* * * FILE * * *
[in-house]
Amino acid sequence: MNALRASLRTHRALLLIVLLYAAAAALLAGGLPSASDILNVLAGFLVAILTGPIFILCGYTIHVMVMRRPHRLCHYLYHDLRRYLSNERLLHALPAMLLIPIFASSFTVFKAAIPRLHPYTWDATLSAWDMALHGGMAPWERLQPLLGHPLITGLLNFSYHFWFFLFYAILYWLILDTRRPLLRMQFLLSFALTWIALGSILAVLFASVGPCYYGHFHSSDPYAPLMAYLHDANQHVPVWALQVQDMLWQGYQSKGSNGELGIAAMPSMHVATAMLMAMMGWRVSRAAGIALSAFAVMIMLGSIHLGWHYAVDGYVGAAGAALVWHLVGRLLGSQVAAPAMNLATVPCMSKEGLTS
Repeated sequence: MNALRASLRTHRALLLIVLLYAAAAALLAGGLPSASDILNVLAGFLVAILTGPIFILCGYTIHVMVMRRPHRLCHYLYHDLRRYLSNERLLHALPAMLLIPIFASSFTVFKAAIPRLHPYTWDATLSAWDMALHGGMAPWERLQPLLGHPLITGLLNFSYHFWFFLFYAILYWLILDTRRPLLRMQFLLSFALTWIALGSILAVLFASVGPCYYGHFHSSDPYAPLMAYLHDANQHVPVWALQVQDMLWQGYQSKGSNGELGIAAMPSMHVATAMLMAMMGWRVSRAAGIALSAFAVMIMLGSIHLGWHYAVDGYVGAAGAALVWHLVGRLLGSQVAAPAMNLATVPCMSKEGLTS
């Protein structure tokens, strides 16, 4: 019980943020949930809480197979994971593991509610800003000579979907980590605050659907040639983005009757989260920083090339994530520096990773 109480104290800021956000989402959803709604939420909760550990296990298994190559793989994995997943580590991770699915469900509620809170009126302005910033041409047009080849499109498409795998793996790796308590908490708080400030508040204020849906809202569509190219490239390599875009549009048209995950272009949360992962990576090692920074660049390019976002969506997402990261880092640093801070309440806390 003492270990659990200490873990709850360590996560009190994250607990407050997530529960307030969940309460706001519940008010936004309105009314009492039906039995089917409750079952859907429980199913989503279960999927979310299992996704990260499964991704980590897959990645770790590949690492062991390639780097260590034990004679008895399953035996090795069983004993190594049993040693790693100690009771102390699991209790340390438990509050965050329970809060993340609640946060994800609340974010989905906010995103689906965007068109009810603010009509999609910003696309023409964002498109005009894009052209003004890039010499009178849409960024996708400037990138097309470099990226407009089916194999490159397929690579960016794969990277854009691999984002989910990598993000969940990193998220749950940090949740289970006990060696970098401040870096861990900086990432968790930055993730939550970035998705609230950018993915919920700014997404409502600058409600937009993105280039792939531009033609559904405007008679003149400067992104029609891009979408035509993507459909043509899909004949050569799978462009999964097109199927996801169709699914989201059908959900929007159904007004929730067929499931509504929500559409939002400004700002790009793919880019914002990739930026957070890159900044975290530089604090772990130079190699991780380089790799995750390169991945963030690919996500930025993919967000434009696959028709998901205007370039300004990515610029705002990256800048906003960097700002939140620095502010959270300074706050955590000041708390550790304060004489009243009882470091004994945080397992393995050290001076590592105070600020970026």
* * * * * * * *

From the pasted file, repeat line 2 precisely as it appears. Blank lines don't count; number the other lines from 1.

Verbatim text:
Amino acid sequence: MNALRASLRTHRALLLIVLLYAAAAALLAGGLPSASDILNVLAGFLVAILTGPIFILCGYTIHVMVMRRPHRLCHYLYHDLRRYLSNERLLHALPAMLLIPIFASSFTVFKAAIPRLHPYTWDATLSAWDMALHGGMAPWERLQPLLGHPLITGLLNFSYHFWFFLFYAILYWLILDTRRPLLRMQFLLSFALTWIALGSILAVLFASVGPCYYGHFHSSDPYAPLMAYLHDANQHVPVWALQVQDMLWQGYQSKGSNGELGIAAMPSMHVATAMLMAMMGWRVSRAAGIALSAFAVMIMLGSIHLGWHYAVDGYVGAAGAALVWHLVGRLLGSQVAAPAMNLATVPCMSKEGLTS